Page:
All year long, Sheriff A.J. Smith championed a policy that citizens who used drugs had a choice to make, between incarceration or rehabilitation.

He beefed up outreach programs at the jail, including art classes, yoga, and anger management, and connected with outside programs where inmates could commit to a year-long stay, where they could get back on track, and learn to lead clean and sober lives.

Over time, he decided to press for an even more ambitious goal, to transform the vacant state work camp west of Apalachicola into the Bay City Wellness Center.

The cost would be high, about $2.5 million, based on a cost estimate for bringing the site up to par from architect Doug Shuler, of Barnett Fronczak Barlowe & Shuler of Tallahassee.

County commissioners liked the idea, and were supportive, but made clear that there was no money in the budget to fund the effort.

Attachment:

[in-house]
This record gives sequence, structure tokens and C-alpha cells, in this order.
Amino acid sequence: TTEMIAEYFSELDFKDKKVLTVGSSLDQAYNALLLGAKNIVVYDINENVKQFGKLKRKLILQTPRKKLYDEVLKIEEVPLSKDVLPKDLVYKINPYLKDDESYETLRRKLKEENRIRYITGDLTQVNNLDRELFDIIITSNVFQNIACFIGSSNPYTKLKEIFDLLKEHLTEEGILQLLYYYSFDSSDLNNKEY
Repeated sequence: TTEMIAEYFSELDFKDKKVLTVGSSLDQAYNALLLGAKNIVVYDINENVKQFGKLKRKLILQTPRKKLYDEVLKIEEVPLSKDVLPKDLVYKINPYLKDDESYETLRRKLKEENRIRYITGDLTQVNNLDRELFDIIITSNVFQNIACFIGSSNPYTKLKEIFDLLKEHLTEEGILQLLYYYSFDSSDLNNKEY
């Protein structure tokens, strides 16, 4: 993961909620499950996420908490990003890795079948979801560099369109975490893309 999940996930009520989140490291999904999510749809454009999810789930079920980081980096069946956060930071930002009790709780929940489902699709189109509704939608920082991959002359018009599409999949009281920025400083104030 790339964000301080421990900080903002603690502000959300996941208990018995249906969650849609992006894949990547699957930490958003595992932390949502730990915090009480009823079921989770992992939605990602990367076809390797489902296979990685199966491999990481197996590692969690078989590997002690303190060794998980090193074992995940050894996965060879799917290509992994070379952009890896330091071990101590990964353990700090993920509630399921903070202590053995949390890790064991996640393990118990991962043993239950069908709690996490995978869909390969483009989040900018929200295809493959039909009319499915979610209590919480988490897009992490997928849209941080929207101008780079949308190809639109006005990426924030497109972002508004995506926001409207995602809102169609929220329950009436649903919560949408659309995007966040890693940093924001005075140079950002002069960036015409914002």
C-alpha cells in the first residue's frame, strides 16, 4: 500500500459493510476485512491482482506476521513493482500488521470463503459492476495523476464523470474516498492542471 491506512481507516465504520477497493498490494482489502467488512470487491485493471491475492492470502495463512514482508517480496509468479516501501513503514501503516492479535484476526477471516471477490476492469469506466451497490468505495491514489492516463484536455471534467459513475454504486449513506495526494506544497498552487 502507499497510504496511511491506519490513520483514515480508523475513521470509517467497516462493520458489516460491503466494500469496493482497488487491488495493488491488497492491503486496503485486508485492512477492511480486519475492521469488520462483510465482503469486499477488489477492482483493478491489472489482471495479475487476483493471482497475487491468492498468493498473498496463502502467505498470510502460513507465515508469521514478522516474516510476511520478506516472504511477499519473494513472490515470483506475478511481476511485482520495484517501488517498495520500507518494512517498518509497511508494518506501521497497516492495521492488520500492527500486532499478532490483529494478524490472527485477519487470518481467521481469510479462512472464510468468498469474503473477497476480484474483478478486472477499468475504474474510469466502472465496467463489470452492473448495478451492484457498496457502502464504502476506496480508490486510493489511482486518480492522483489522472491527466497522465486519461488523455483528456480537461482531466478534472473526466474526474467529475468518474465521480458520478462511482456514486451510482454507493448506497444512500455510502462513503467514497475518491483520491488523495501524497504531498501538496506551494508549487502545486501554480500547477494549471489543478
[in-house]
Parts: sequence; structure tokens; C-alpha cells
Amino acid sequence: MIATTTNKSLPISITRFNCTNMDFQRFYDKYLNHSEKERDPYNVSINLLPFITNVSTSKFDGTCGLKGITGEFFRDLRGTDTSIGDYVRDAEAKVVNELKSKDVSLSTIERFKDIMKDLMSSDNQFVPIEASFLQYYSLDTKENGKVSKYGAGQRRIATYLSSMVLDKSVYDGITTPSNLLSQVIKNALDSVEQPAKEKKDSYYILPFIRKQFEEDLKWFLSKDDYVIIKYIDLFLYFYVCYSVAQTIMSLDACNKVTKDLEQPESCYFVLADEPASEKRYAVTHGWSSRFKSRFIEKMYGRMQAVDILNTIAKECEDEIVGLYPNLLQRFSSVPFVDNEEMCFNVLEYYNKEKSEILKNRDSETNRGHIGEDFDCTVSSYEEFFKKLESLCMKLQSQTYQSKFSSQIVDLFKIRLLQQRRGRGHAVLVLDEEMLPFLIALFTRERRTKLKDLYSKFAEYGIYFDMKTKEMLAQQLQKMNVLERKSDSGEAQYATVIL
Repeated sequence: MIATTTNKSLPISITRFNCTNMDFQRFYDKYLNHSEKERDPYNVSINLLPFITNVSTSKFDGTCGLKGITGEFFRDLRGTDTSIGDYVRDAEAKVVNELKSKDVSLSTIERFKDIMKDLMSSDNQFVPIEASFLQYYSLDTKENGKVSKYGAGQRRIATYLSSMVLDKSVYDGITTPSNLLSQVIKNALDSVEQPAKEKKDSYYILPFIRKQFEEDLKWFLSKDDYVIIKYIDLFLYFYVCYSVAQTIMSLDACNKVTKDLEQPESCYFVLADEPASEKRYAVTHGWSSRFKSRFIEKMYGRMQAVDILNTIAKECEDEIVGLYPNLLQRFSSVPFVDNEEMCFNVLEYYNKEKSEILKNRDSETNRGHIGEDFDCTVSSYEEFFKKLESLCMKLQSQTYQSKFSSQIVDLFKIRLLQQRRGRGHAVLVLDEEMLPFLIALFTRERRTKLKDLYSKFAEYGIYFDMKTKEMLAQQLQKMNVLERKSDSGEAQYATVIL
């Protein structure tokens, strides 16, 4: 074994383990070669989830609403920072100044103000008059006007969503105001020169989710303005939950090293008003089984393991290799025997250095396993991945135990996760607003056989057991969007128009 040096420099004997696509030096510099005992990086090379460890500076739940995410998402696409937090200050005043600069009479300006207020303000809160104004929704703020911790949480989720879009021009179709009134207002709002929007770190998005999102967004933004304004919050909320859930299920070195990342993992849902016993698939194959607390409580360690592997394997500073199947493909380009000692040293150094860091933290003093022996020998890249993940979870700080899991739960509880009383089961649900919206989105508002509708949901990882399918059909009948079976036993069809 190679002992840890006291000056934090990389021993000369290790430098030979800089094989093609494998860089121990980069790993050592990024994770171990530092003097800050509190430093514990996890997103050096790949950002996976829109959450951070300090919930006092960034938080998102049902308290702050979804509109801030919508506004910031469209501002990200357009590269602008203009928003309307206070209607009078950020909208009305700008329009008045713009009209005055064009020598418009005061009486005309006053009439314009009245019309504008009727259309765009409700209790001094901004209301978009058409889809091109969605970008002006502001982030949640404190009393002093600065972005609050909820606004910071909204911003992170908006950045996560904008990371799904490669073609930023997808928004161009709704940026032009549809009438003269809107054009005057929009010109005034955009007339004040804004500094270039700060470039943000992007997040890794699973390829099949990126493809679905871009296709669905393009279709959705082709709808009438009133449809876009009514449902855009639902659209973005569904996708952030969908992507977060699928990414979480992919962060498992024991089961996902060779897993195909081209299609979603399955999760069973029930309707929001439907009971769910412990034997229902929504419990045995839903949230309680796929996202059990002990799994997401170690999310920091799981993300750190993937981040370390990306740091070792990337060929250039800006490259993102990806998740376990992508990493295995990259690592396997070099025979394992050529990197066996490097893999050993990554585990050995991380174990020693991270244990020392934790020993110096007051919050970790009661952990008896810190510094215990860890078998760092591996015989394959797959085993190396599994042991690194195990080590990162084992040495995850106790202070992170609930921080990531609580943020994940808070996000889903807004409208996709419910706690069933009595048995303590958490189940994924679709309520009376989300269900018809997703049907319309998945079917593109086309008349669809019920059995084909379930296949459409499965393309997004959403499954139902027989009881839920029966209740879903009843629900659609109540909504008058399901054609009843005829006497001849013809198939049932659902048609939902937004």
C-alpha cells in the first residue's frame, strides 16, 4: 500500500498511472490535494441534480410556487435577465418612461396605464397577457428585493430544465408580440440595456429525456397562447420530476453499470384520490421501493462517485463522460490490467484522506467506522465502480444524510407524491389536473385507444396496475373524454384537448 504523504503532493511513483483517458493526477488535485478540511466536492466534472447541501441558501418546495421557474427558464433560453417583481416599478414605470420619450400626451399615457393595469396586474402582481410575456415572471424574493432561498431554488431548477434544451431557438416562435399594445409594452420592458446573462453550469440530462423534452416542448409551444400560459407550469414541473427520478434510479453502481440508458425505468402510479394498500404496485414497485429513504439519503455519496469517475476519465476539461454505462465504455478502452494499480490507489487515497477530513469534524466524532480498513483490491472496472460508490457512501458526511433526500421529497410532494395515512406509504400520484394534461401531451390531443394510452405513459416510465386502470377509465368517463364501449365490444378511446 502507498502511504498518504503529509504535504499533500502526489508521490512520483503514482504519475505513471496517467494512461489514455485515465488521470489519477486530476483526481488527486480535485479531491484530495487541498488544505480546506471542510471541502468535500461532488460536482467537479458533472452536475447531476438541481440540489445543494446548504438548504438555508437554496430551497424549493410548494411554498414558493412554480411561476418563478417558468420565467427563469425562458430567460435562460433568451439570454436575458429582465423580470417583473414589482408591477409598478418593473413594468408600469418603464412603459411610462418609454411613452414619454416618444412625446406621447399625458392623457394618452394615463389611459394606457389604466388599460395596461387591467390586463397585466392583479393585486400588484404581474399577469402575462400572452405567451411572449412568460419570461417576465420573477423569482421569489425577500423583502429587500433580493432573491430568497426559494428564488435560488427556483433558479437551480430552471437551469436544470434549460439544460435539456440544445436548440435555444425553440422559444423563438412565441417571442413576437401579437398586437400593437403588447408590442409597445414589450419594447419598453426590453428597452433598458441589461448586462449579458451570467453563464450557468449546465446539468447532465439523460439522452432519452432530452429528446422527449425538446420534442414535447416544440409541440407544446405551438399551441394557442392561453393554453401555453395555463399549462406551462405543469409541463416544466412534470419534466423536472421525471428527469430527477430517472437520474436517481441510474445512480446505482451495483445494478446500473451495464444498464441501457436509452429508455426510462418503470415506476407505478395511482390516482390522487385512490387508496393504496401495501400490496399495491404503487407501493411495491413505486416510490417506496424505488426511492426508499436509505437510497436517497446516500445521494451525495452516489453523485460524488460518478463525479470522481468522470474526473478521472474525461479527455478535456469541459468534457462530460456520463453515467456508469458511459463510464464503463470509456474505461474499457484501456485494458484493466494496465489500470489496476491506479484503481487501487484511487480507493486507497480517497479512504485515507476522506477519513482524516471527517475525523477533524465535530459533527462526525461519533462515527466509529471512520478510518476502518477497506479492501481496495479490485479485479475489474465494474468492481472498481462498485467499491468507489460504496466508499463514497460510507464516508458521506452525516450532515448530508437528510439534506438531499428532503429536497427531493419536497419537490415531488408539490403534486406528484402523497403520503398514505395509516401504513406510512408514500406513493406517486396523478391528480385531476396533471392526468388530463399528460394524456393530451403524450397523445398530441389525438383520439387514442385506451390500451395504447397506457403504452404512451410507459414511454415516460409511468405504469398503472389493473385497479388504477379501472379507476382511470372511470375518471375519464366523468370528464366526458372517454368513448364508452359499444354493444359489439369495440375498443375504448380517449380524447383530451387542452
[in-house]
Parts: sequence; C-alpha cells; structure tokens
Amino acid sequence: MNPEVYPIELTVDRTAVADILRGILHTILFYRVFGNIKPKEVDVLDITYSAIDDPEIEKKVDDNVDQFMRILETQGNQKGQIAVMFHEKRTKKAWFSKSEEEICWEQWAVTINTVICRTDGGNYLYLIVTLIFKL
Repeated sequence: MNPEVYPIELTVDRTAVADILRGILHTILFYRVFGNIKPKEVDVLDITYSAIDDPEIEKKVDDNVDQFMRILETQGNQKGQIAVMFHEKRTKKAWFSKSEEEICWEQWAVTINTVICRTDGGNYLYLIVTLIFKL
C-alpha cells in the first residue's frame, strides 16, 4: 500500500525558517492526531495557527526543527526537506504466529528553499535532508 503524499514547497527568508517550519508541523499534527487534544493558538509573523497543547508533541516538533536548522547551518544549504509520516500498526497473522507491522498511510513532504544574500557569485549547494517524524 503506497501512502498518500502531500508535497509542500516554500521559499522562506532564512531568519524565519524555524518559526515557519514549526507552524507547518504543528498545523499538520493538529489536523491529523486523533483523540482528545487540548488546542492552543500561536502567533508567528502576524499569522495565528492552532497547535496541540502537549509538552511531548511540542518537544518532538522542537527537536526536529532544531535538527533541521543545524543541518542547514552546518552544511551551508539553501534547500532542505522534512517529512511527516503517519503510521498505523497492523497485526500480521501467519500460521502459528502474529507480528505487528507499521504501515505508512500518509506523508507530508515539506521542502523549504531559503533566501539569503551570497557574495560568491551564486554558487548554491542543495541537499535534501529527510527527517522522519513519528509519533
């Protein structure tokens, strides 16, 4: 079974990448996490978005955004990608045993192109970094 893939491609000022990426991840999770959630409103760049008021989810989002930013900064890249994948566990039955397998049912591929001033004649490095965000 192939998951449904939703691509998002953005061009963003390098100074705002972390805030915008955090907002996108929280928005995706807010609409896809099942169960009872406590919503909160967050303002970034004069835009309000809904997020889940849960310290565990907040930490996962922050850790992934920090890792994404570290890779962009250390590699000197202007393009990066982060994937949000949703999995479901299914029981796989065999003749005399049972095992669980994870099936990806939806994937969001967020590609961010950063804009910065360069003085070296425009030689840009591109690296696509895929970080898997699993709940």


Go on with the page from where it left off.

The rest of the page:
“If I can’t get the money through state appropriation, through Triumph and through DOJ (Department of Justice) money, it’s probably not going to happen,” Smith said, noting that he believes neighboring counties will come on board as well.

“Liberty, Calhoun, Gulf they have no beds for anybody. Tallahassee and Bay County have places for people to go. We have to send them out of town if we can even find a bed for them,” he said.

The vision is to use the five fenced-in acres of the 40-acre site that was used by the Bay City Work Camp, up until July 2013 when the state announced its closure.

While the funding remains up in the air, on the state and federal level, the private sector has been busy inaugurating the new Hope Park in Eastpoint, which grew up on Bear Creek Road in the aftermath of the Lime Rock fire.

A group of dedicated churches and individuals obtained the land, and in 2019 began a gradual series of programs that steadily increased, and are intended to beat back the drug problem that has afflicted the Eastpoint neighborhood where the pretty park, with a pond, playground and soon-to-be basketball court, is located.